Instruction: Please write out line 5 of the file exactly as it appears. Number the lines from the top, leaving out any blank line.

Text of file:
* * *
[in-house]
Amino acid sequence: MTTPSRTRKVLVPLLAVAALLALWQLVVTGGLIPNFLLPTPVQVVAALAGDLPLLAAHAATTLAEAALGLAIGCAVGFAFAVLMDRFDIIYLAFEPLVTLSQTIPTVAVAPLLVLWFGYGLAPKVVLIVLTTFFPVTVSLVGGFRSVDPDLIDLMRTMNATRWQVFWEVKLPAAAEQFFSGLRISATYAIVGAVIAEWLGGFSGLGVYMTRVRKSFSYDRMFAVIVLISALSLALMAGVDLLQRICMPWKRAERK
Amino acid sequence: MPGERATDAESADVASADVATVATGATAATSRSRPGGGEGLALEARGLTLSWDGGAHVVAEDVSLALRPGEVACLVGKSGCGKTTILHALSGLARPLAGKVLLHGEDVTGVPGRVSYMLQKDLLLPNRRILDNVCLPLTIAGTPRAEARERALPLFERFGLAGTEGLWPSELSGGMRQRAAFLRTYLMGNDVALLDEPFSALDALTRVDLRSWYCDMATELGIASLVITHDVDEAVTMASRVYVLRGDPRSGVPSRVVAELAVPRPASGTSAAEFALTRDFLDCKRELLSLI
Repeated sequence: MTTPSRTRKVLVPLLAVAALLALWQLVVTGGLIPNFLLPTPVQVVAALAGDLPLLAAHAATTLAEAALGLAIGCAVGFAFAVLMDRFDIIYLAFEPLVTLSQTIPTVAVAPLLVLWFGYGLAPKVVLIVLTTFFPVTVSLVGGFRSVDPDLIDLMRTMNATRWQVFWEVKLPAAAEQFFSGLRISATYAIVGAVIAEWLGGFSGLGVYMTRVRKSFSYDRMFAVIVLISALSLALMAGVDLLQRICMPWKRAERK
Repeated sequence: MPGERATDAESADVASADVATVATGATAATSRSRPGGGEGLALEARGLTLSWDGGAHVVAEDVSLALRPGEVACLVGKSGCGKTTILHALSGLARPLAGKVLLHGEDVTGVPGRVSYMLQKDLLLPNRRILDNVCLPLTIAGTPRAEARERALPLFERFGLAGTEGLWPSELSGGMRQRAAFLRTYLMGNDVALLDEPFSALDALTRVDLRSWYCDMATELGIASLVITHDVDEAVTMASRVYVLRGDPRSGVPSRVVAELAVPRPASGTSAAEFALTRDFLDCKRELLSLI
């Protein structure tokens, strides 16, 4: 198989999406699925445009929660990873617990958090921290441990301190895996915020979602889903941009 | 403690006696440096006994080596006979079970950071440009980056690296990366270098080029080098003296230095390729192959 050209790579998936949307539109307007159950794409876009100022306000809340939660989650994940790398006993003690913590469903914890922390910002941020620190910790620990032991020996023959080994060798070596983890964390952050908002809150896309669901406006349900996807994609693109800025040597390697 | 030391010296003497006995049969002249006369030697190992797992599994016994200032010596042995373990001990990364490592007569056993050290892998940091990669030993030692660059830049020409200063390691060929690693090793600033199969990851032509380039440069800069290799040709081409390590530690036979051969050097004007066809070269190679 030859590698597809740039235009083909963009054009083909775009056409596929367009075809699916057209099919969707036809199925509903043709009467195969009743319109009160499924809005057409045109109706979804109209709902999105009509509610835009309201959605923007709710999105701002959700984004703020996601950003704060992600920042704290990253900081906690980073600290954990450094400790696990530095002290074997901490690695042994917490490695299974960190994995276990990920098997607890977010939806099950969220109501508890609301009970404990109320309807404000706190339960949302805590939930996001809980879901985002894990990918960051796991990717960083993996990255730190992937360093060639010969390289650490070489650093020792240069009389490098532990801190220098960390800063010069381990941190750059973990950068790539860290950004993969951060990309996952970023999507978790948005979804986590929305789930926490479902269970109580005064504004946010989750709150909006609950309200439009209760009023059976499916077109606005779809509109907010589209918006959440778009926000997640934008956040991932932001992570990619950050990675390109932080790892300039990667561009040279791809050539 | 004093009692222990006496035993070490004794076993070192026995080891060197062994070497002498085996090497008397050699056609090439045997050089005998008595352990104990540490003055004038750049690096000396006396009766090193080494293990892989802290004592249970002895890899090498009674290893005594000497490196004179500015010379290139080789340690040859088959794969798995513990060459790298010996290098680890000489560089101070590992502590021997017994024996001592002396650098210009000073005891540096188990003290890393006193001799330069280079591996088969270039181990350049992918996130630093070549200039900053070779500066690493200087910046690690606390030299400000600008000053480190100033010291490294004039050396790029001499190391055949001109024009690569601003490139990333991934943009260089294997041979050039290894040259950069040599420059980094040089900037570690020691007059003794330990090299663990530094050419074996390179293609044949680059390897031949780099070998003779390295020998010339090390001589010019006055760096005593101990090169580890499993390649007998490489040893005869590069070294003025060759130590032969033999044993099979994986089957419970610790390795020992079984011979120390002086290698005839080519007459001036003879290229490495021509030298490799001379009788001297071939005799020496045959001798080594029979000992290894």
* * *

Repeated sequence: MPGERATDAESADVASADVATVATGATAATSRSRPGGGEGLALEARGLTLSWDGGAHVVAEDVSLALRPGEVACLVGKSGCGKTTILHALSGLARPLAGKVLLHGEDVTGVPGRVSYMLQKDLLLPNRRILDNVCLPLTIAGTPRAEARERALPLFERFGLAGTEGLWPSELSGGMRQRAAFLRTYLMGNDVALLDEPFSALDALTRVDLRSWYCDMATELGIASLVITHDVDEAVTMASRVYVLRGDPRSGVPSRVVAELAVPRPASGTSAAEFALTRDFLDCKRELLSLI